- Missing Jackson woman found dead in Bollinger County pond (06/23/16)2
- Many Jackson students may face random drug-testing (06/26/16)27
- Village of Zalma must disincorporate, law says (06/23/16)5
- Jackson man accused of felony assault after attack at Cape bar (06/26/16)8
- I want an angry president (06/21/16)17
- Man allegedly kicks woman, punches man after denied a sexual favor (06/23/16)
- Witness says he saw suspect kill his best friend (06/24/16)
- Officials: Ash borer less of a problem here than in St. Louis (06/27/16)
- Advance graduate will become superintendent of its schools (06/21/16)1
- Odd court hearing ends with judge declaring probable cause in abuse case (06/22/16)4
White House employees must produce Enron-related documents
AP Business Writer
WASHINGTON (AP) -- Responding to a Senate subpoena, the White House's top lawyer ordered all employees in President Bush's executive office to produce by May 31 any official documents related to contacts with Enron officials.
Presidential counsel Alberto Gonzales told the 2,000 or so employees in a memo Friday that they are required to make "a reasonable, diligent and good-faith search" of all official documents in their possession and to certify in writing that they have done so.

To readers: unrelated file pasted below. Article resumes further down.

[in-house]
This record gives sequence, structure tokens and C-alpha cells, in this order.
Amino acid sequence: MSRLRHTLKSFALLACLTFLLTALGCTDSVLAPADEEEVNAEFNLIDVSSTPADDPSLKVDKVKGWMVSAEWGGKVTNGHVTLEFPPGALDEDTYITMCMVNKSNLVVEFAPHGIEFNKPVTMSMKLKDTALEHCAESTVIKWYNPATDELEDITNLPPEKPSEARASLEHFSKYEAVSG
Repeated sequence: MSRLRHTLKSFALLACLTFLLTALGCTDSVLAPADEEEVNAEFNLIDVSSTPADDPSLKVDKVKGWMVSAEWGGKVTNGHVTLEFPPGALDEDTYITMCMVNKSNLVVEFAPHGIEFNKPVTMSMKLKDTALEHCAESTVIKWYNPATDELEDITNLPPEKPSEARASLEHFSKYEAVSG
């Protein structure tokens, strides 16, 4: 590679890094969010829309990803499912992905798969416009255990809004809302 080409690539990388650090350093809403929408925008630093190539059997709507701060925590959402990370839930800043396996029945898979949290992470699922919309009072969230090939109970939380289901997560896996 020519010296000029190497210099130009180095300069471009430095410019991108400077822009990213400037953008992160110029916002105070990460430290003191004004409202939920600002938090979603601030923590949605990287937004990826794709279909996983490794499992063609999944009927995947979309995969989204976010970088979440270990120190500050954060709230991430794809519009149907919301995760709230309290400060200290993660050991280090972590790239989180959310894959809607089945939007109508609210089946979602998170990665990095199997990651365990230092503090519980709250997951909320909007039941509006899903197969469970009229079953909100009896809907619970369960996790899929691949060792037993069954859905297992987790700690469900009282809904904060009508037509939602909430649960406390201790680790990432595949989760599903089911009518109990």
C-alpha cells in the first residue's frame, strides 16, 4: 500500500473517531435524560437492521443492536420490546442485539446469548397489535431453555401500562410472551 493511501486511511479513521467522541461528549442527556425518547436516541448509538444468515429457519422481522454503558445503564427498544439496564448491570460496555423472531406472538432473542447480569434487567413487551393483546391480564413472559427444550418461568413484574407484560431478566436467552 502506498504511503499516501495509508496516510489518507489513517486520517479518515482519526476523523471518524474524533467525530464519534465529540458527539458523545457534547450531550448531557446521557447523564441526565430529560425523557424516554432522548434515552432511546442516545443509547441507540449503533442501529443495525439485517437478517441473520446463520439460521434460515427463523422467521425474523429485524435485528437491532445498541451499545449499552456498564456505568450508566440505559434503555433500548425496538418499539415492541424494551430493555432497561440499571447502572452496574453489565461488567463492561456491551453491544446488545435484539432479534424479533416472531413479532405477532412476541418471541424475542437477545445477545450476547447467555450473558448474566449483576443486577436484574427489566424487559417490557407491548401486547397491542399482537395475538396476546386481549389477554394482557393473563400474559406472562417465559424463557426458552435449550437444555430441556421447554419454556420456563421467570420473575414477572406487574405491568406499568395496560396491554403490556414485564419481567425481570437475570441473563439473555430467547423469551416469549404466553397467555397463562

The Senate Governmental Affairs Committee has been seeking the information from the White House since late March as part of its Enron investigation. The panel issued subpoenas Wednesday to the offices of Bush and Vice President Dick Cheney to compel the turnover of relevant documents by noon on June 3. The material being sought goes back to January 1992, also covering the Clinton administration.
Hours after the Democratic-controlled committee voted on party lines to issue the subpoenas, the White House provided summaries of dozens of contacts between Bush administration officials, including Cheney, and Enron executives. Sen. Joseph Lieberman, D-Conn., the panel's chairman, said the material fell short of what the subpoenas demand.
Gonzales also had asked 204 White House staffers to fill out a questionnaire concerning contacts with Enron officials.
No instance has been found so far of Enron officials asking anyone in the White House for help before Enron's bankruptcy filing last Dec. 2, Gonzales said.
The Houston-based company has been among Bush's biggest campaign contributors.
In the memo to White House staff, Gonzales said they must produce all official documents, including e-mails, related to:
--Communications between anyone working for or representing Enron and any executive office employee from Jan. 1, 1992, through Dec. 2, 2001.
--Communications regarding Enron between any executive office employee and any employee of any federal department or agency during the same period.
It wasn't immediately known whether a similar directive was sent to employees of Cheney's office.